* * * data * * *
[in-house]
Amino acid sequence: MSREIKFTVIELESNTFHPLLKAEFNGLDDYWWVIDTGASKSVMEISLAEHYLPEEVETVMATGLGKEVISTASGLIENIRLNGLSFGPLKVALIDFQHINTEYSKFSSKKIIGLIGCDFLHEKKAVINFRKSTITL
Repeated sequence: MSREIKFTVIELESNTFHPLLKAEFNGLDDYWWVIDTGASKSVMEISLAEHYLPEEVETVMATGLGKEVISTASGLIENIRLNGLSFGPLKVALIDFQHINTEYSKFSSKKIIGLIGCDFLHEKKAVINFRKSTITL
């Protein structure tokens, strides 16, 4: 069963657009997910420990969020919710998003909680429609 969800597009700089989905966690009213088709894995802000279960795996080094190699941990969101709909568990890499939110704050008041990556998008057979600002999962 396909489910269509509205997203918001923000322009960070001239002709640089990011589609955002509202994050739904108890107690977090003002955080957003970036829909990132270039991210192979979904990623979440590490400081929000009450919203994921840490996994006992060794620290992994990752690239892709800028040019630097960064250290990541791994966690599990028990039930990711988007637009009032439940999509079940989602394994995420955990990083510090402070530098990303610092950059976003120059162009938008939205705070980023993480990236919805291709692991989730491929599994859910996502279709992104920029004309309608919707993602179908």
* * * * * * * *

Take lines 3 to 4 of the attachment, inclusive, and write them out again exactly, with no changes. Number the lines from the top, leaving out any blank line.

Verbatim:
Repeated sequence: MSREIKFTVIELESNTFHPLLKAEFNGLDDYWWVIDTGASKSVMEISLAEHYLPEEVETVMATGLGKEVISTASGLIENIRLNGLSFGPLKVALIDFQHINTEYSKFSSKKIIGLIGCDFLHEKKAVINFRKSTITL
């Protein structure tokens, strides 16, 4: 069963657009997910420990969020919710998003909680429609 969800597009700089989905966690009213088709894995802000279960795996080094190699941990969101709909568990890499939110704050008041990556998008057979600002999962 396909489910269509509205997203918001923000322009960070001239002709640089990011589609955002509202994050739904108890107690977090003002955080957003970036829909990132270039991210192979979904990623979440590490400081929000009450919203994921840490996994006992060794620290992994990752690239892709800028040019630097960064250290990541791994966690599990028990039930990711988007637009009032439940999509079940989602394994995420955990990083510090402070530098990303610092950059976003120059162009938008939205705070980023993480990236919805291709692991989730491929599994859910996502279709992104920029004309309608919707993602179908």